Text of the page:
Some folks will go to extraordinary lengths to keep their immaculately manicured, excessive hydrated lawns from turning an unbecoming shade of brown when faced with water restrictions brought on by periods of excessive drought. Just ask the thousands of lawn-conscious homeowners who have invested in residential turf painting. Because really, there’s nothing that Americans take more pride in than a glorious, well-groomed patch of turf out front, even if it happens to achieve that verdant glow from a thick application of nontoxic dye. And there’s nothing that Americans fear more than having said suburban monstrosity well-groomed patch lapse into blighted “eyesore” territory due to local water restrictions.

Some turf-worshipping residents in Austin, capital city of the perpetually parched state of Texas, have taken things to a whole new level when it comes to keeping a pristine, status quo lawn (ugh) during times of extreme drought: In lieu of cutting back on landscaping-related water usage and dutifully conserving H2O like their friends and neighbors, they’re drilling private wells on their property so that they can continue to irrigate their artificially enhanced lawns as they please without fear of being fined for disobeying the city’s once-per-week lawn watering restrictions ($11,000 in fines have been issued in the city since August) or racking up sky-high water bills.

In a recent article published by the Texas Tribune (hat tip to Grist), the Lone Star State’s long-serving attorney general — and leading 2014 Republican gubernatorial candidate — Greg Abbott is singled out as being just one name on an “exclusive and growing” list of well-heeled Austin residents who have drilled wells on their property to maintain lush lawns in the midst of what the surface water-strapped city itself refers to as a "historic challenge." (Others include two men who are more than intimate with well-maintained turf: University of Texas football coach Mack Brown and pro golfer Ben Crenshaw)

Naturally, environmentalists and city leaders are concerned with the unchecked drill-and-pump frenzy that has gripped the city due in part to the potentially negative effect that it can have on groundwater supplies. Then there's the fact that the act itself, while totally legit, is in blatant disregard of the city's aggressive Stage 2 water conservation efforts.

Andrew Sansom, executive director of the Meadows Center for Water and Environment at Texas State University, tells the Texas Tribune. “To me it’s just unconscionable. It’s a total disregard for the resource. What we should be doing is reducing our consumption of water.”

The Tribune goes on to explain:

Austin has no power to stop landowners from drilling water underneath their own terrain in pro-property-rights Texas. It can only monitor the proliferation of private wells, which Jason Hill, an Austin Water Utility spokesman, said officials are doing ‘vigorously.’ The City Council recently passed an ordinance requiring water well owners to register with the city and pay an annual fee of $90. So far, 314 wells are on file, and dozens more residents have submitted their intent to drill, but the city estimates that more than 500 existing wells have yet to register.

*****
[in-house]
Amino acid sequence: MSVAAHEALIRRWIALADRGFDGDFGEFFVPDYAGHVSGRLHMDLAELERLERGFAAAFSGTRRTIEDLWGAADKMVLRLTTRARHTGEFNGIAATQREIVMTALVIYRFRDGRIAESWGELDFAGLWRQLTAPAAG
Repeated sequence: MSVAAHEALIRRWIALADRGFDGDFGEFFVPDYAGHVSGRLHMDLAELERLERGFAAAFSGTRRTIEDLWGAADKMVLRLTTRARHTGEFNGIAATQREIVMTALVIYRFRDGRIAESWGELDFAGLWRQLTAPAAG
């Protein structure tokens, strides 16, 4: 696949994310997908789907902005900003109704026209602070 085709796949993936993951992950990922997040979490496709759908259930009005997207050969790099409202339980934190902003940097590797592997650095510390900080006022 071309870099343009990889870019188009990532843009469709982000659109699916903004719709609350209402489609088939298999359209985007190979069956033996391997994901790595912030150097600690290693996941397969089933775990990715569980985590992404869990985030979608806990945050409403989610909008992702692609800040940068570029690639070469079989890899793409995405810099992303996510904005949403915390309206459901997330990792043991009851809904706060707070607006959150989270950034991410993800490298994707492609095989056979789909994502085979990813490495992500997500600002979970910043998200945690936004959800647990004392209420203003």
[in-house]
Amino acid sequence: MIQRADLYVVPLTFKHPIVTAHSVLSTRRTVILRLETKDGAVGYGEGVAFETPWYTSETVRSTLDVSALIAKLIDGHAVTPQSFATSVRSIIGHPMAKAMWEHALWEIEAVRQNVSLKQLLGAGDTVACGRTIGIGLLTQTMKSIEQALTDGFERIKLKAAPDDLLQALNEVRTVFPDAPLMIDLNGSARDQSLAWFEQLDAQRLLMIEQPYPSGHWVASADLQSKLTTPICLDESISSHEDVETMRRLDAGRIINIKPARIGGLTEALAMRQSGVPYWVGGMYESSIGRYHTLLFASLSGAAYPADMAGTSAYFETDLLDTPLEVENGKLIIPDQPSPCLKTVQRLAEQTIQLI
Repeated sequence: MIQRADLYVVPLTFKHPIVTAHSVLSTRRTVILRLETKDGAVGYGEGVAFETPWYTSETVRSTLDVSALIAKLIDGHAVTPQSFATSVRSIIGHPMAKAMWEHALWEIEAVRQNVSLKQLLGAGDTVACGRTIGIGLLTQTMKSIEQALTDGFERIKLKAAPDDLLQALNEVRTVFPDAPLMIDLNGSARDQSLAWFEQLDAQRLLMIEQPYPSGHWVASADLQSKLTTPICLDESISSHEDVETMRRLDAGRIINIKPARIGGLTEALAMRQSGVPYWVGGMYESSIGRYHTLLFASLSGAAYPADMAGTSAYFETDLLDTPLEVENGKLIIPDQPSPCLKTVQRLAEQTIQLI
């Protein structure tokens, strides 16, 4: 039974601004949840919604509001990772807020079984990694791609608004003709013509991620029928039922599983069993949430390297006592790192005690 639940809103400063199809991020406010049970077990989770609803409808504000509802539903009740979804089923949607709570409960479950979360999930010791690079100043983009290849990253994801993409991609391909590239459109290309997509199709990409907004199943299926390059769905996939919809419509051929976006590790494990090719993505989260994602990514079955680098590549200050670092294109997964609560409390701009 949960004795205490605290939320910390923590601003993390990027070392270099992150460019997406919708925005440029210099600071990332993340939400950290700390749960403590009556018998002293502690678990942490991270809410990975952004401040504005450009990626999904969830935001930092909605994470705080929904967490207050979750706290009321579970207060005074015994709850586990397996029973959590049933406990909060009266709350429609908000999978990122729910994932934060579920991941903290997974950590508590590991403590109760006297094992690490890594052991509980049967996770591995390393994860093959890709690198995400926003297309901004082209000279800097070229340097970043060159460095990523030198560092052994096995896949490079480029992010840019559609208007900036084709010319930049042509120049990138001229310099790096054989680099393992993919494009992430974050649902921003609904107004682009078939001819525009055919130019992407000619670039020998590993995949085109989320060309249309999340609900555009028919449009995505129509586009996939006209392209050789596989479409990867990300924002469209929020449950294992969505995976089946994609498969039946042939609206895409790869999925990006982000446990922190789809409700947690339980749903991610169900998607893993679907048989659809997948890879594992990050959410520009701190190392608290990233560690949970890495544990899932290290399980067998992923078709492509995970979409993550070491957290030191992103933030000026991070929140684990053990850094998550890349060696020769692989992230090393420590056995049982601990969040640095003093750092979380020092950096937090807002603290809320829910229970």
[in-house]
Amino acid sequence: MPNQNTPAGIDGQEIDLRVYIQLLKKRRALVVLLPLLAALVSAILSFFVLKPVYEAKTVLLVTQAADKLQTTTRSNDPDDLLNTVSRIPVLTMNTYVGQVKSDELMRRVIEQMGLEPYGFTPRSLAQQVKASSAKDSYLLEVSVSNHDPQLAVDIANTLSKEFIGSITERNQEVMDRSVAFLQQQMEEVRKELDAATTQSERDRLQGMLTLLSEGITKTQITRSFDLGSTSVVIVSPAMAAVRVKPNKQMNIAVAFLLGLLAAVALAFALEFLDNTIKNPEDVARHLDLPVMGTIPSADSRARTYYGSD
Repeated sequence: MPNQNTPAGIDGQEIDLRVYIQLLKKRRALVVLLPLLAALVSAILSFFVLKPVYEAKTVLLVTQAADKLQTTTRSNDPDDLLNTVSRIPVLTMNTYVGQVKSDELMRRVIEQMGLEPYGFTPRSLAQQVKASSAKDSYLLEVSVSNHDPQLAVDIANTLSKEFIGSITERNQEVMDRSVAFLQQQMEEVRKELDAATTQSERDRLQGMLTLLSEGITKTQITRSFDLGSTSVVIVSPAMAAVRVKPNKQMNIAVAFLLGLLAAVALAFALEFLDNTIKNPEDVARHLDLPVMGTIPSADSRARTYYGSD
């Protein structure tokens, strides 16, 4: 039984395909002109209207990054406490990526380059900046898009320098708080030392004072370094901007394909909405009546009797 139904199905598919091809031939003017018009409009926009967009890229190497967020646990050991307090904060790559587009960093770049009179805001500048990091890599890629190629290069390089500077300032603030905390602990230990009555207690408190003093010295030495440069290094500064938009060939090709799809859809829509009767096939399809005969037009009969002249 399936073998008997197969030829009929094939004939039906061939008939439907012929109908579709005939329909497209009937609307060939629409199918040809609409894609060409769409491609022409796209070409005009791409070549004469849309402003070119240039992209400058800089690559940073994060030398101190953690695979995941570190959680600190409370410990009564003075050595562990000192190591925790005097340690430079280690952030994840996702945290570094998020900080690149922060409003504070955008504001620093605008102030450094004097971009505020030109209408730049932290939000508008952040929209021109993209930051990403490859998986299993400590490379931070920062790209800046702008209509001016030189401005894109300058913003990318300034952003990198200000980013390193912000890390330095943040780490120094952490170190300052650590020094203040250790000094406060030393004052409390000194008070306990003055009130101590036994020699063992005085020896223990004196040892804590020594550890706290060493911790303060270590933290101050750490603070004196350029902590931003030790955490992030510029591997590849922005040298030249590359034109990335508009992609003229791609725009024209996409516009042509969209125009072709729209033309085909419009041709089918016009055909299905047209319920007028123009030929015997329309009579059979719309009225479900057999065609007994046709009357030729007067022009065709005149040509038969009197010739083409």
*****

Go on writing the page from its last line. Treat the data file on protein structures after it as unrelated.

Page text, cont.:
The tension between property rights interests and the management of underwater resources is sure to increase in Texas politics as the drought continues to take its toll on the state’s surface water supplies. With the major reservoirs supplying Austin holding just over a third of their capacity, growing cities and industries are looking to groundwater to quench their thirst.
But the resource is hardly managed in some areas of the state, including Austin. While state legislators have set up nearly 100 entities elsewhere to regulate groundwater, Texas’ capital city goes by the century-old 'rule of capture.’ According to the rule, Abbott can pump the water under his land as much as he likes, even if a neighbor’s well were to go dry as a result — as long as he is not intentionally wasteful or malicious.
So there’s that. While records show that Abbott’s potential Democratic competitor in the 2014 gubernatorial race, state Sen. Wendy Davis, has not drilled any private wells on her property in the quest to maintain a lush lawn, she does very much take a similar, pro-property stance and supports the rule of capture: “She has a strong record of protecting the rights of Texas property owners and believes that if you own the land, you own the water underneath,” Bo Delp, Davis’ campaign spokesman, tells the Tribune.

Any Austin residents care to chime in on the issue? How has your lawn fared in the midst of the city’s water restrictions? Have you considered doing something environmentally sensible like reducing the size of or ripping out your turf lawn altogether and replacing it with something a little more climate-appropriate? Or are you totally copacetic with the city's lawn watering limits?

It's also worth noting that as of Sept. 1, homeowners associations across Texas — and there are a lot in certain parts of Austin and its 'burbs — can no longer prohibit homeowners from tearing up their lawns and embarking on "reasonable" xeriscaping projects. There's never been a better time, folks ...

Via [Texas Tribune] via [Grist]

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Matt Hickman ( @mattyhick ) writes about design, architecture and the intersection between the natural world and the built environment.

Pain in the grass: Texas' latest drilling craze is lawn-related
Some lawn-obsessed Austin residents including Attorney General Greg Abbott are dodging water usage restrictions by drilling private wells on their property.